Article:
But when I opened the furnace door and observed the clicking of the relays, the behavior was exactly the same as you described.

Do you know the faulty capacitor, was one of theose in the furnace control circuit board or else where, may be with the motor? I am ready to change the board myself, but then again I have to find out the right one to go with this model( They are any where from $150 - 250 )
Any info on this appreciated. If you can provide the contact info of the mechanic fixed the problem, it will be handy as well.

Thanks....

    Bookmark   February 9, 2007 at 12:19AM
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mr_havac

vsrajg, are you aware that electronic boards are not returnable? If the board is not the problem, and it doesn't appear to be in your case, you own it no matter what. Don't even think of trying to return it! Might I suggest before you go spending 250 dollars for something you probably don't need you invest that money instead in a service call to find out what the actual problem is? Even if you order the wrong board, once you slap down the cash and bring it home, its yours for keeps. It would be a shame if after all that you find out it was just a 5 dollar capacitor. good luck

    Bookmark   February 9, 2007 at 10:35PM
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jonandabby

I was looking from the side of the heater when he was fixing it - it did NOT look like he was fishing around anywhere near the circuit board (which they had earlier replaced, accomplishing nothing). It looked like a 9 volt battery, only 4 times as big. It was located sort of near the blower on the left side (in mine, the circuit board is on the upper right).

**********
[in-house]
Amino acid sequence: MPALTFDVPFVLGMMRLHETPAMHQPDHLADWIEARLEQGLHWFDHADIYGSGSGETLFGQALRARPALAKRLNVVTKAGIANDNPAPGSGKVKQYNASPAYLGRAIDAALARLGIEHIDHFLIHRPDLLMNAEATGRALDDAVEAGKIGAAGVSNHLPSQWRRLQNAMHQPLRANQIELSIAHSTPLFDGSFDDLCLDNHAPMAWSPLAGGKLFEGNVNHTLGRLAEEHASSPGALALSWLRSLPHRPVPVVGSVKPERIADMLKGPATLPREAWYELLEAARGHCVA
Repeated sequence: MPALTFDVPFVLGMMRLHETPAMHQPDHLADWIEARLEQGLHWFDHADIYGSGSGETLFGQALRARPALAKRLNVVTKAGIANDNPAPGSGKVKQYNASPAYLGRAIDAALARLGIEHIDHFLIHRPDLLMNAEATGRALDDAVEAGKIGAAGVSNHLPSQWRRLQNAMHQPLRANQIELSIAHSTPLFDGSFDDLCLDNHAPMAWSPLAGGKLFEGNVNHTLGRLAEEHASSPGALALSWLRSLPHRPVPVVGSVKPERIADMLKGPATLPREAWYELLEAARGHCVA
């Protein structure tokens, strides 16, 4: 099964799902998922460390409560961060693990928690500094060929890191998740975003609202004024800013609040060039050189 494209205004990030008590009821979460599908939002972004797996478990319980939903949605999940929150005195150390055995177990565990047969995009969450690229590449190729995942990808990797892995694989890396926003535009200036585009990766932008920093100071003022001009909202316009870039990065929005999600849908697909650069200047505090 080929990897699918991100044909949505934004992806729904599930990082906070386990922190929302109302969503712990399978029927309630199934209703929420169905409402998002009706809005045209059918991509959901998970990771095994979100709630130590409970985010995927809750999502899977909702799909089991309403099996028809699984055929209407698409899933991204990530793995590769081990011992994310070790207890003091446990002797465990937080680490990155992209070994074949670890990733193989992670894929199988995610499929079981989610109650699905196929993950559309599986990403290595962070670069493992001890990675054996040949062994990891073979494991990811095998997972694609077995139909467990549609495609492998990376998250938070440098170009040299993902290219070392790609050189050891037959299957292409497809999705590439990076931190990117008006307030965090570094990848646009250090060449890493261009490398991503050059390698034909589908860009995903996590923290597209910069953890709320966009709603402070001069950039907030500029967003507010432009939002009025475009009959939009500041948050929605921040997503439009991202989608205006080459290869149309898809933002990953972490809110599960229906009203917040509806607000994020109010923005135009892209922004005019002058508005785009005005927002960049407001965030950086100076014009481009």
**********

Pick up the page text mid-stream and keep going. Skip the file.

Hope this helps.

    Bookmark   February 12, 2007 at 8:12AM
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mr_havac

Sounds like maybe the capacitor, way, way, waaaayyyy cheaper then a PC board.

    Bookmark   February 12, 2007 at 3:57PM
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pjb999

The motor run capacitor has nothing to do with control boards, it's mounted on or near the blower motor - the on the side types look a little like a red bull can or an old auto ignition coil.

I suppose if you like to tinker, you could read the values off it, and buy a replacement and see what happens, but unless you're absolutely sure it's solved it, avoid running the system due to the risk of fire and/or smoke damage, it could be very dangerous.

    Bookmark   February 12, 2007 at 5:41PM
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blacknumber1

You can check a cap easily with a decent analog ohmmeter, the needle ahould swing to infinite ohms slowly as the leads contact the cap. terminals, reverse the leads and it should do it again.

    Bookmark   February 12, 2007 at 5:53PM